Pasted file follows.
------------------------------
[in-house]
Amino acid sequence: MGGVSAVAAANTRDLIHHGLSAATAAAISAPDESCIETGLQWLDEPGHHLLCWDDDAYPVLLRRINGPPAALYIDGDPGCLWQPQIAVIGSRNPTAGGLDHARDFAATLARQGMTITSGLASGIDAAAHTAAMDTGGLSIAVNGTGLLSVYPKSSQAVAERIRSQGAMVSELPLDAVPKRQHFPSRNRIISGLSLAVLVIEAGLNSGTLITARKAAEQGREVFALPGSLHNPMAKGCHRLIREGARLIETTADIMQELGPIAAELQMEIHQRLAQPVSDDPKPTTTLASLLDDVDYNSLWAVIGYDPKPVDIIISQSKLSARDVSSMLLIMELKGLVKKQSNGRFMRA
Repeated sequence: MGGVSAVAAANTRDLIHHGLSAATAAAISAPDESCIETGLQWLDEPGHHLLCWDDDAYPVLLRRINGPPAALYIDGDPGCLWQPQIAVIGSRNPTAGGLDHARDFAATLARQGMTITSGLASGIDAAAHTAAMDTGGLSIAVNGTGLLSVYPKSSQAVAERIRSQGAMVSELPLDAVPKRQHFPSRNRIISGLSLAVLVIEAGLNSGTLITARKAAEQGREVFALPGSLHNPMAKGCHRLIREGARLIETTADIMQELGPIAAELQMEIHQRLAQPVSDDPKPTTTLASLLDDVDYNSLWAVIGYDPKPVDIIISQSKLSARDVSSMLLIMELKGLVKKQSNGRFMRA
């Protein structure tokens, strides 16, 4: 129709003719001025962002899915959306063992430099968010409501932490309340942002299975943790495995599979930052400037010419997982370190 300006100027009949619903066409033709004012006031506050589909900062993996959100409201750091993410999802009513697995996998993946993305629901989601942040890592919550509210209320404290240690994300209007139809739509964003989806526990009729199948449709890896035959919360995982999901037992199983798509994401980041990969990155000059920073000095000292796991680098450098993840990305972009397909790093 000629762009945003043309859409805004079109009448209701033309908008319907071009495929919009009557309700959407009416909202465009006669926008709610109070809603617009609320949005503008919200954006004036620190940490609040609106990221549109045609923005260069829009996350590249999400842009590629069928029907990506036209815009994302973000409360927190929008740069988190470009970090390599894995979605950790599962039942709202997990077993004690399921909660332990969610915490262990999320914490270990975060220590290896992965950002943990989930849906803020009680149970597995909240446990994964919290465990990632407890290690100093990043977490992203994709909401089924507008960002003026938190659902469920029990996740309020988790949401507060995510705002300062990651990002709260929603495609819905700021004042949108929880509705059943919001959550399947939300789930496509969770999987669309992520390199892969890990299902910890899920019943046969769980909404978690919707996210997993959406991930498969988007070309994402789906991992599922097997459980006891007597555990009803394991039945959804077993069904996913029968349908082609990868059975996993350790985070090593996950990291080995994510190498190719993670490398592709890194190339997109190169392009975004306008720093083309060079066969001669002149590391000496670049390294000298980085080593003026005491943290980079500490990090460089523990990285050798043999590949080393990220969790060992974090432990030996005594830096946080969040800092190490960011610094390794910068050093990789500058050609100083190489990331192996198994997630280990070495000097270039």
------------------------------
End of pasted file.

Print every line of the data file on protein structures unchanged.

[in-house]
Amino acid sequence: MGGVSAVAAANTRDLIHHGLSAATAAAISAPDESCIETGLQWLDEPGHHLLCWDDDAYPVLLRRINGPPAALYIDGDPGCLWQPQIAVIGSRNPTAGGLDHARDFAATLARQGMTITSGLASGIDAAAHTAAMDTGGLSIAVNGTGLLSVYPKSSQAVAERIRSQGAMVSELPLDAVPKRQHFPSRNRIISGLSLAVLVIEAGLNSGTLITARKAAEQGREVFALPGSLHNPMAKGCHRLIREGARLIETTADIMQELGPIAAELQMEIHQRLAQPVSDDPKPTTTLASLLDDVDYNSLWAVIGYDPKPVDIIISQSKLSARDVSSMLLIMELKGLVKKQSNGRFMRA
Repeated sequence: MGGVSAVAAANTRDLIHHGLSAATAAAISAPDESCIETGLQWLDEPGHHLLCWDDDAYPVLLRRINGPPAALYIDGDPGCLWQPQIAVIGSRNPTAGGLDHARDFAATLARQGMTITSGLASGIDAAAHTAAMDTGGLSIAVNGTGLLSVYPKSSQAVAERIRSQGAMVSELPLDAVPKRQHFPSRNRIISGLSLAVLVIEAGLNSGTLITARKAAEQGREVFALPGSLHNPMAKGCHRLIREGARLIETTADIMQELGPIAAELQMEIHQRLAQPVSDDPKPTTTLASLLDDVDYNSLWAVIGYDPKPVDIIISQSKLSARDVSSMLLIMELKGLVKKQSNGRFMRA
């Protein structure tokens, strides 16, 4: 129709003719001025962002899915959306063992430099968010409501932490309340942002299975943790495995599979930052400037010419997982370190 300006100027009949619903066409033709004012006031506050589909900062993996959100409201750091993410999802009513697995996998993946993305629901989601942040890592919550509210209320404290240690994300209007139809739509964003989806526990009729199948449709890896035959919360995982999901037992199983798509994401980041990969990155000059920073000095000292796991680098450098993840990305972009397909790093 000629762009945003043309859409805004079109009448209701033309908008319907071009495929919009009557309700959407009416909202465009006669926008709610109070809603617009609320949005503008919200954006004036620190940490609040609106990221549109045609923005260069829009996350590249999400842009590629069928029907990506036209815009994302973000409360927190929008740069988190470009970090390599894995979605950790599962039942709202997990077993004690399921909660332990969610915490262990999320914490270990975060220590290896992965950002943990989930849906803020009680149970597995909240446990994964919290465990990632407890290690100093990043977490992203994709909401089924507008960002003026938190659902469920029990996740309020988790949401507060995510705002300062990651990002709260929603495609819905700021004042949108929880509705059943919001959550399947939300789930496509969770999987669309992520390199892969890990299902910890899920019943046969769980909404978690919707996210997993959406991930498969988007070309994402789906991992599922097997459980006891007597555990009803394991039945959804077993069904996913029968349908082609990868059975996993350790985070090593996950990291080995994510190498190719993670490398592709890194190339997109190169392009975004306008720093083309060079066969001669002149590391000496670049390294000298980085080593003026005491943290980079500490990090460089523990990285050798043999590949080393990220969790060992974090432990030996005594830096946080969040800092190490960011610094390794910068050093990789500058050609100083190489990331192996198994997630280990070495000097270039």